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- 1. Vision-Based Indoor Localization for Unmanned Aerial Vehicles Jeong-Oog Lee1; Taesam Kang2; Keun-Hwan Lee3; Sung Kyu Im4; and Jungkeun Park5Abstract: Small unmanned aerial vehicles are cost-effective and easy to operate, and especially suitable in dangerous indoor environments.However, because GPS is not available in an indoor environment, indoor localization is a crucial problem in developing small unmannedaerial vehicles (UAVs). This paper suggests vision-based indoor localization for UAVs in GPS-denied environments. Our approach isbased on image matching by applying the scale invariant feature transform algorithm. DOI: 10.1061/(ASCE)AS.1943-5525.0000064.© 2011 American Society of Civil Engineers.CE Database subject headings: Spacecraft; Localization; Global positioning systems; Algorithms.Author keywords: Unmanned aerial vehicle; Scale invariant feature transform; Vision-based localization.Introduction landmarks, artificial landmarks are not adequate for unknown envi- ronments where there are no preinstalled devices for localization.There are increasing applications for unmanned aerial vehicles This paper discusses ways to achieve natural landmarks-based(UAVs) in diverse areas including aerial crop-dusting, installing localization using a vision system for the indoor navigation of apower transmission lines, aerial surveillance, aerial photography, UAV. Vision-based solutions are portable, compact, cost-effective,and rescue operations. Various types of UAV systems are used and power-efficient. Also, they do not emit light or radio signalsdepending on the missions and flight environments. In urban or (Celik et al. 2008). Scale invariant feature transform (SIFT) is aindoor environments, rotor-based UAVs are preferred to fixed-wing vision-based feature detection method. SIFT is scale invariantUAVs, because they provide hovering capability. This unique because it identifies features by building an image pyramid withoperating characteristic is effective in tracking or searching for different image scales. In addition, SIFT is insensitive to the imageobjects that are required for the autonomous flight of UAVs. orientation because it generates feature descriptor vectors based on Recently, much UAV research has focused on small UAVs the reference orientation of feature points.because they are cost-effective and easy to operate. In particular, The method first extracts feature points from the image datathey are suitable in dangerous indoor environments, for example, taken by a monocular camera using the SIFT algorithm. The systembuildings that are on fire or places that have been attacked by selects landmark feature points that have distinct descriptor vectorsterrorists, where human entry is limited. among the feature points. Then, the locations of landmarks are The major technologies for autonomous flight include map calculated and stored in a map database. Based on the landmarkbuilding, localization, path planning, and obstacle avoidance. information, the current position of the UAV is estimated.Indoor localization is a critical issue in developing small UAVs This paper is organized as follows: first, a brief survey ofbecause GPS is not available in an indoor environment. Also, small quad-rotor vehicles is presented. Then, the SIFT algorithm andUAVs cannot accommodate a large number of sensor devices description of the map building method using visual landmarksbecause of their payload limitations. Localization can be achieved is introduced. Next, the position estimation method of UAV isby using natural or artificial landmarks. Artificial landmark-based presented followed by the experimental results. Finally, the conclu-localization uses devices such as ultrasonic beacons that are added sions are given.at fixed locations in the flight environment. Even though usingartificial landmarks is rather simple compared with using natural Related Work 1 Dept. of Aerospace Information Engineering, Konkuk Univ., Seoul,Korea. A miniature unmanned aerial vehicle (MUAV) has some advan- 2 Dept. of Aerospace Information Engineering, Konkuk Univ., Seoul, tages when used for aerial surveillance in complex indoor environ-Korea. ments like office buildings, museums, and commercial centers. 3 MUAVs also play a major role in search and rescue missions when Dept. of Aerospace Information Engineering, Konkuk Univ., Seoul,Korea. earthquakes, explosions, and other disasters break out (Valavanis 4 Dept. of Aerospace Information Engineering, Konkuk Univ., Seoul, 2007). An MUAV that is capable of flying in narrow indoor spacesKorea. can quickly search for victims or inspect disaster areas. With locali- 5 Dept. of Aerospace Information Engineering, Konkuk Univ., Seoul, zation capability, an MUAV can obtain the coordinates of victimsKorea (corresponding author). E-mail: parkjk@konkuk.ac.kr and send that information to rescuers, to guide and assist them in Note. This manuscript was submitted on October 4, 2009; approved onMay 20, 2010; published online on June 5, 2010. Discussion period open completing their rescue missions.until December 1, 2011; separate discussions must be submitted for indi- Although fixed-wing UAVs are generally stable compared withvidual papers. This paper is part of the Journal of Aerospace Engineering, rotor-based UAVs, hovering capability allows the rotor-based UAVVol. 24, No. 3, July 1, 2011. ©ASCE, ISSN 0893-1321/2011/3-373–377/ to remain in place when needed, to fly closer to objects of concern,$25.00. and to maneuver in ways that a fixed-wing UAV cannot (Fowers JOURNAL OF AEROSPACE ENGINEERING © ASCE / JULY 2011 / 373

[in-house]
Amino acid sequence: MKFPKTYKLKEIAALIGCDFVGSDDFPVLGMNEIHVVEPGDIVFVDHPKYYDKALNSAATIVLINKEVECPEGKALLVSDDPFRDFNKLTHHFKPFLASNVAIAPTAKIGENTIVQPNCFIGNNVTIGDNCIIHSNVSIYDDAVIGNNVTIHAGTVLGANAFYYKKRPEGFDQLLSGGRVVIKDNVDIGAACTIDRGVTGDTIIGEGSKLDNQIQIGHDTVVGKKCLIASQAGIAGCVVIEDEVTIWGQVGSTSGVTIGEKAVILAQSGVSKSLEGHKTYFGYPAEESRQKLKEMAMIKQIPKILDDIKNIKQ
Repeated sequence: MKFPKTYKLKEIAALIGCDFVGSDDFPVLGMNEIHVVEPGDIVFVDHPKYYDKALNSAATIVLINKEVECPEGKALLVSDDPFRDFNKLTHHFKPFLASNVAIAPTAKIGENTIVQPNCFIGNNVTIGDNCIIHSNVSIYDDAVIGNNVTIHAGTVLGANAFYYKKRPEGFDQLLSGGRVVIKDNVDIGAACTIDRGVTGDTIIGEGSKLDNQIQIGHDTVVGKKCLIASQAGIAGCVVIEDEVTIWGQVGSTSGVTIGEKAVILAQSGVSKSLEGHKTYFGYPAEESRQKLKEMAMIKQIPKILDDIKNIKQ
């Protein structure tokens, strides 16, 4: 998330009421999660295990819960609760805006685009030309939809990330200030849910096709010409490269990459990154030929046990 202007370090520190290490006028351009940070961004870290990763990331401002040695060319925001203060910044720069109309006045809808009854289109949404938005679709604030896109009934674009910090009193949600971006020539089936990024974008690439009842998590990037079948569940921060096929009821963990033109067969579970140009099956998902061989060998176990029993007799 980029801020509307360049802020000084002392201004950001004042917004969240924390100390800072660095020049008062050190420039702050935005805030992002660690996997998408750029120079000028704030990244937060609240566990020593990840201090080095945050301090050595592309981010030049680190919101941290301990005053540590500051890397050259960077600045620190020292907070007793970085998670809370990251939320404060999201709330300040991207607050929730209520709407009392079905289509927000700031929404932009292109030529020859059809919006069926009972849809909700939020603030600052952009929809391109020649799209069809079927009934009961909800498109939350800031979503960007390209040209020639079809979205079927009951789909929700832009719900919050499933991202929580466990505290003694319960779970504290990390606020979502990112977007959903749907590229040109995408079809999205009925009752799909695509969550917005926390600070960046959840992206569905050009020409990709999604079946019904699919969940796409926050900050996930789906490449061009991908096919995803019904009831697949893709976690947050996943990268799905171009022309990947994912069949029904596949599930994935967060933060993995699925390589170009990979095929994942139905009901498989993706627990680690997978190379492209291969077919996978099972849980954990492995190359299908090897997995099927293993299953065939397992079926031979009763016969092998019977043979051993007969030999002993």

- 2. et al. 2008). In Pradana et al. (2009), researchers introduced H ∞ The following are the major steps for image matching in the SIFTsynthesis of MIMO integral-backstepping PID control to stabilize a algorithm.model of UAV in hovering conditions subject to parametric uncer- • Feature points extraction: research by Koenderink (1984) andtainty stability derivatives and wind gust disturbances. Lindeberg (1994) has shown that the only possible scale-space The autonomous systems lab (ASL) of the Swiss Federal kernel is the Gaussian function. After calculating the GaussianInstitute of Technology introduced a quad-rotor simulation model function, maximums and minimums of the difference offor OS4 that embeds all necessary avionics and energy devices, Gaussian images can be found by using the neighbor pixelsincluding a low cost inertial measurement unit (IMU), a vision- and adjacent scales. Those pixels with maximums or minimumsbased position sensor, and an obstacle detection setup. While can be scale invariant features.ASL gave useful comparisons of various control methodologies, • Excluding feature points with unstable extrema: once featurethey did not present comprehensive control strategies for position points have been selected by comparing neighbor pixels, thosehold, nor did they present convincing results where a maintainable features with unstable extrema should be detected and rejected.hover was obtained (Johnson 2008; Bouabdallah et al. 2004). The features with unstable extrema often have low contrast, and The X-4 Flyer quad-rotor Micro Air Vehicle was introduced by therefore, are sensitive to noise. An approach developed bythe Australian National University. In this project, the dynamics of Brown and Lowe (2002), which uses a Taylor expansion ofquad-rotor helicopters with blade flapping were studied. The X-4 is the scale-space function and a Harris corner function, can besomewhat heavier than other quad-rotor helicopters. It has a total used for accurate keypoint localization.weight of 4 kg and is designed to carry a 1 kg payload (Pounds • Orientation assignment to each feature point: assigning a con-et al. 2006). sistent orientation to each keypoint based on local image proper- The Stanford Testbed of Autonomous Rotocraft for Multi-Agent ties allows the keypoint descriptor to be represented relative toControl (STARMAC) quad-rotor helicopter was used to investigate this orientation. Therefore, invariance to image rotation can bethe impact of aerodynamic effects on attitude and altitude control achieved. An orientation histogram is formed from the gradient(Hoffmann et al. 2007). The STARMAC was equipped with an orientations of sample points within a region around the key-IMU, a sonic-ranging sensor, and a DGPS for full state estimation. point and has 36 bins covering the 360° range of orientations.The vehicle is capable of carrying a payload of up to the 2.5 kg and After finding the highest peak in the histogram, we can find anyis designed to perform multiagent missions, such as cooperative other local peak that is within 80% of the highest peak. The localsearch and rescue. peak is also used to create a keypoint. Under the payload limitations of small UAVs, vision is a cost- • Computation of the keypoint descriptor: after assigning aneffective way to localize UAVs and detect obstacles because feature orientation to each keypoint, a keypoint descriptor can be cre-points of the flying environment can be extracted from images ated by computing the gradient magnitude and orientation attaken by the UAV’s camera. Vision is even used to send and receive each image sample point in the region around the keypointsome information (Kang et al. 2009). Kemp (2006) introduced a location. Descriptor vectors created with this method can bemethod for localization of a quad-rotor based on edges that can used for keypoint matching.be obtained from image feature points. Because of the huge calcu- • Keypoint matching: each keypoint can be matched by calculat-lation size for image processing and probability filters, the images ing the Euclidean distance between descriptor vectors. Becausefrom the camera are sent by a wireless link to a desktop computer the dimension of the descriptor vector generally exceeds 10 andthat calculates all the computations necessary for localization. the K-dimensional (K-D) tree alone is not adequate to find theHurzeler et al. (2008) also proposed a teleoperation scheme in best match, an approximate algorithm, called the best-bin-firstwhich a base station remotely controls attitude of small UAVs using (BBF) algorithm has been used.wireless LAN in an indoor environment. Fig. 1 shows the matching of invariant features between two The Robotic Vision Lab at Brigham Young University has different images. Each match feature is connected by a line.developed a quad-rotor system that is equipped with a camerasensor; system estimated horizontal move and corrected drift frominertial measurement units using features on the floor (Fowers et al. Getting Landmark Feature Points2008). The developed system was based on FPGA and was able toanalyze and process images without the help of a desktop computer. To build a map of a flight environment, the position of the identifiedHowever, because the system only detects downward, it has diffi- feature points is calculated using projection geometry. Fig. 2 showsculty detecting obstacles located on the pathway and can be usedonly when the scene has specific patterns.SIFT AlgorithmIn image matching, image pixels or points that can be used formatching are called features or keypoints. The features shouldbe invariant to image scaling and rotation, and can be describedby description vectors. Image matching is done by calculatingthe similarity between description vectors. There are some methodsthat use image features for image matching. One of these methodsis the SIFT approach. SIFT transforms an image into a number of feature points,each of which is invariant to image translation, scaling, androtation and is partially invariant to illumination changes and Fig. 1. Matching of invariant features between different imagesthe three-dimensional (3D) camera viewpoint (Lowe 2004).374 / JOURNAL OF AEROSPACE ENGINEERING © ASCE / JULY 2011